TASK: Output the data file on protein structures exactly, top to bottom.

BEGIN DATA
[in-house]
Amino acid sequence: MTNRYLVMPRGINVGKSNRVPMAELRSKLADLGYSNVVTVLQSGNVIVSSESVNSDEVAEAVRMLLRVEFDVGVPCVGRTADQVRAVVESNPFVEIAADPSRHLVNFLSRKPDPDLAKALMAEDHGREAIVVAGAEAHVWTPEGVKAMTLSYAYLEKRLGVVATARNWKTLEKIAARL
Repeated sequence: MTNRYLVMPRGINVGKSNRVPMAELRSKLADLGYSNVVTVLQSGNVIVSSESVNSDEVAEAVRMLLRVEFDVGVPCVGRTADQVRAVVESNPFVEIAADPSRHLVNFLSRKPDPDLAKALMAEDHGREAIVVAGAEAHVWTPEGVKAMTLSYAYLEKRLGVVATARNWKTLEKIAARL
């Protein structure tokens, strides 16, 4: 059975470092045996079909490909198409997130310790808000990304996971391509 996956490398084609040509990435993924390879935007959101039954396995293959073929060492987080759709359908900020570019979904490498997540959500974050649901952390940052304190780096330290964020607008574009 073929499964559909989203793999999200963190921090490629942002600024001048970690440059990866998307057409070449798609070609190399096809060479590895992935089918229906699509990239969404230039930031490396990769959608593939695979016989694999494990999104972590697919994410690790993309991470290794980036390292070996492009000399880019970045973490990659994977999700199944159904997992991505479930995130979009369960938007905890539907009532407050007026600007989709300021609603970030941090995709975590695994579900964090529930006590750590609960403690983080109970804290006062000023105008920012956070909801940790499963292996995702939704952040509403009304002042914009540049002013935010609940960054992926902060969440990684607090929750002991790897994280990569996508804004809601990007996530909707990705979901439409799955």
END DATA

[in-house]
Amino acid sequence: MTNRYLVMPRGINVGKSNRVPMAELRSKLADLGYSNVVTVLQSGNVIVSSESVNSDEVAEAVRMLLRVEFDVGVPCVGRTADQVRAVVESNPFVEIAADPSRHLVNFLSRKPDPDLAKALMAEDHGREAIVVAGAEAHVWTPEGVKAMTLSYAYLEKRLGVVATARNWKTLEKIAARL
Repeated sequence: MTNRYLVMPRGINVGKSNRVPMAELRSKLADLGYSNVVTVLQSGNVIVSSESVNSDEVAEAVRMLLRVEFDVGVPCVGRTADQVRAVVESNPFVEIAADPSRHLVNFLSRKPDPDLAKALMAEDHGREAIVVAGAEAHVWTPEGVKAMTLSYAYLEKRLGVVATARNWKTLEKIAARL
């Protein structure tokens, strides 16, 4: 059975470092045996079909490909198409997130310790808000990304996971391509 996956490398084609040509990435993924390879935007959101039954396995293959073929060492987080759709359908900020570019979904490498997540959500974050649901952390940052304190780096330290964020607008574009 073929499964559909989203793999999200963190921090490629942002600024001048970690440059990866998307057409070449798609070609190399096809060479590895992935089918229906699509990239969404230039930031490396990769959608593939695979016989694999494990999104972590697919994410690790993309991470290794980036390292070996492009000399880019970045973490990659994977999700199944159904997992991505479930995130979009369960938007905890539907009532407050007026600007989709300021609603970030941090995709975590695994579900964090529930006590750590609960403690983080109970804290006062000023105008920012956070909801940790499963292996995702939704952040509403009304002042914009540049002013935010609940960054992926902060969440990684607090929750002991790897994280990569996508804004809601990007996530909707990705979901439409799955």